HMOs are the only rental properties that required to have fire extinguishers, one per floor and one fire blanket per kitchen. Landlords can provide fire extinguishers and blankets to tenants in other properties should they wish.
Like fire and CO alarms, the fire extinguishers should be checked at the start of every new tenancy and periodically throughout the tenancy to ensure they are in working order. It’s important to advise tenants on how and when to use fire extinguishers and blankets, as extinguishers should only be used on the type of fire they are designed for. There are four main types of extinguishers:
Fire doors are very effective at containing fires, delaying the spread of both fire and smoke, minimising damage and giving tenants more time to get to safety if a fire breaks out. These doors can be made with a combination of materials; timber, steel, gypsum and aluminium, with borosilicate or ceramic glass that contains anti-shatter wire mesh. They are flush to the door frame and have intumescent strips attached at the base of each door that expands when exposed to heat, preventing smoke from seeping underneath. Fire doors also feature a spring-loaded or hydraulic mechanism that forces the door to close, allowing a person through but preventing fire and smoke from passing from room to room. It is worth noting that to be called a “fire door” the design must be certified by a manufacturer. You can find the certification label attached to the top edge of the door, stating the; manufacturer, date of manufacture, and designated fire rating.
Currently, only HMOS are legally required to have fire doors. All doors leading to an escape route need to be fire doors, including doors within kitchens, living rooms, and bedrooms. Whilst they are not a legal requirement in other rental properties, since many fires start in the kitchen, it may be worth considering fitting a fire door in the kitchens to minimise the spread of fire should one break out.
All electrical appliances supplied by the landlord within rental properties must carry the British Safety Standard sign and the landlord must have safety certificates showing when the electrical appliances were last checked. Landlords are also responsible for ensuring electrical wiring, sockets and fuse boxes are safe throughout the tenancy.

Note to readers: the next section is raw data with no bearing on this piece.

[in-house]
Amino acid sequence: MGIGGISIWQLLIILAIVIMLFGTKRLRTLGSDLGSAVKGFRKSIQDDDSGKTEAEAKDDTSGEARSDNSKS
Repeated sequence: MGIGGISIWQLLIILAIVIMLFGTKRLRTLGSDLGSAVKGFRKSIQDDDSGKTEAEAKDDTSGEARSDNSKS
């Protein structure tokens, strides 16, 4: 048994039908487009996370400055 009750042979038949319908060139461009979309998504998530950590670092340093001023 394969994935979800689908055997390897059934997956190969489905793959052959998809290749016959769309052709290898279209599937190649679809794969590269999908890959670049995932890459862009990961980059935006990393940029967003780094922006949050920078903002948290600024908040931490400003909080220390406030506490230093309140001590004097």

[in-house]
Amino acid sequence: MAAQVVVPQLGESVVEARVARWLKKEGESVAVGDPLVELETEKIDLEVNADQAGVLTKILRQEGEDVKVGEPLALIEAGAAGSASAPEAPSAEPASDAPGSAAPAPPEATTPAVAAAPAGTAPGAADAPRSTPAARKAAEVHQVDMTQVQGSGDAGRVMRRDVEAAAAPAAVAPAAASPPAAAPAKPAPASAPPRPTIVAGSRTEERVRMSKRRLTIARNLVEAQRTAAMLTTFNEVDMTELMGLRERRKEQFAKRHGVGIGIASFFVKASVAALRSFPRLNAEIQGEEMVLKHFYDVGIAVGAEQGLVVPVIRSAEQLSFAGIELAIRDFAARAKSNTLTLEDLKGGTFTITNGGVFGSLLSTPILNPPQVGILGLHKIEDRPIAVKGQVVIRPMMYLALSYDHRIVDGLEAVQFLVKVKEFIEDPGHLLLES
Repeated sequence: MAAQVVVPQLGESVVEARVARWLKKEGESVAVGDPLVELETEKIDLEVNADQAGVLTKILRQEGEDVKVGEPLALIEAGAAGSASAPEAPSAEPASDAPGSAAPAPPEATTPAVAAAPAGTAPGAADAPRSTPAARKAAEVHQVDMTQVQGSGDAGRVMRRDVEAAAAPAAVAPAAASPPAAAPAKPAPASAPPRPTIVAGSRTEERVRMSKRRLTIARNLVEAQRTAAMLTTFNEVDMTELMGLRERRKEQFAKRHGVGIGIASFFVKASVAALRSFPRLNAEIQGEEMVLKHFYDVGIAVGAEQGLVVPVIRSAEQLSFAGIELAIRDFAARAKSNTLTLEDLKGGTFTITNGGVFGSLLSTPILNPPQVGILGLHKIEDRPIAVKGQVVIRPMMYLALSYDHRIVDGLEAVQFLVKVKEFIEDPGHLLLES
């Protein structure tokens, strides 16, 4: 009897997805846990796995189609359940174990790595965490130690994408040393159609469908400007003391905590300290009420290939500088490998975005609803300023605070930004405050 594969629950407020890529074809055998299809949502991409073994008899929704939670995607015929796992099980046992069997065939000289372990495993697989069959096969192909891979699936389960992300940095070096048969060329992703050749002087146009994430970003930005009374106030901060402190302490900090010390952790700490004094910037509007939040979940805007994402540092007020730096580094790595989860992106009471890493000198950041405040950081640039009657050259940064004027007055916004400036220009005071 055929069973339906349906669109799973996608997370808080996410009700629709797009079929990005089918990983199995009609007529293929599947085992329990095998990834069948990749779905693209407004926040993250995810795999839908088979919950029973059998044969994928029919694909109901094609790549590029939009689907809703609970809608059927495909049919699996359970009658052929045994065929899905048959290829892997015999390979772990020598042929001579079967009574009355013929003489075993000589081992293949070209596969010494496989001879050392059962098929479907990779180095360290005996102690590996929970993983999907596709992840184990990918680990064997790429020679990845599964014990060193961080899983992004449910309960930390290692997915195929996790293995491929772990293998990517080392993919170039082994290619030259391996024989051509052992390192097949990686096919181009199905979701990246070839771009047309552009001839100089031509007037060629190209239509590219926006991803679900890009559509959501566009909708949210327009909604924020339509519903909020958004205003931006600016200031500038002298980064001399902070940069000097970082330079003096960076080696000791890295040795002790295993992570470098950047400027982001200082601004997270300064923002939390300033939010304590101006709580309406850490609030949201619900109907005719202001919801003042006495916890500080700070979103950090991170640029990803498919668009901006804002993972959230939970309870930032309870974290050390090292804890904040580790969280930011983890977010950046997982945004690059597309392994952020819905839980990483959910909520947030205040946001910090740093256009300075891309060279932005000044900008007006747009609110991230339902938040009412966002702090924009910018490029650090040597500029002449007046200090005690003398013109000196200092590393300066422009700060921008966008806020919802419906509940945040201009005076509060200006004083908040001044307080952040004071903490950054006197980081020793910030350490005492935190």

Regulations that were announced in January 2019, in force from June 2020, brought all rental properties inline with legislation that already applied to HMOs. These regulations also require the landlord to have electrical installations in rented properties inspected and tested by a qualified professional, at least every five years. A copy of this electrical report must be given to both their current tenants, and if requested, to their local authority.
Landlords are required by law to:
Gas is volatile and highly flammable, if it leaks, it can cause an explosion or fire, making it vital that Landlords follow the laws surrounding gas safety requirements. These checks can also be used to assess whether there is any CO present.
Whilst Landlords must take measures to ensure that they meet their legal fire safety responsibilities to both their properties and tenants, ultimately it is the responsibility of the tenants to prevent fires.
Tenants within rented properties need to do everything they can to reduce fire risks throughout the property. Landlords can advise tenants in writing to do the following:
Aico’s HomeLINK Resident App, that is available with the connected homes offering, provides tenants with a healthy home rating, temperature, humidity, and CO² data, along with handy advice on measures they can take to improve the quality of their home and to keep safe. When Fire and Carbon Monoxide alarms are interlinked with the SmartLINK Gateway, the Resident App will notify residents with testing reminders and alarm activation events.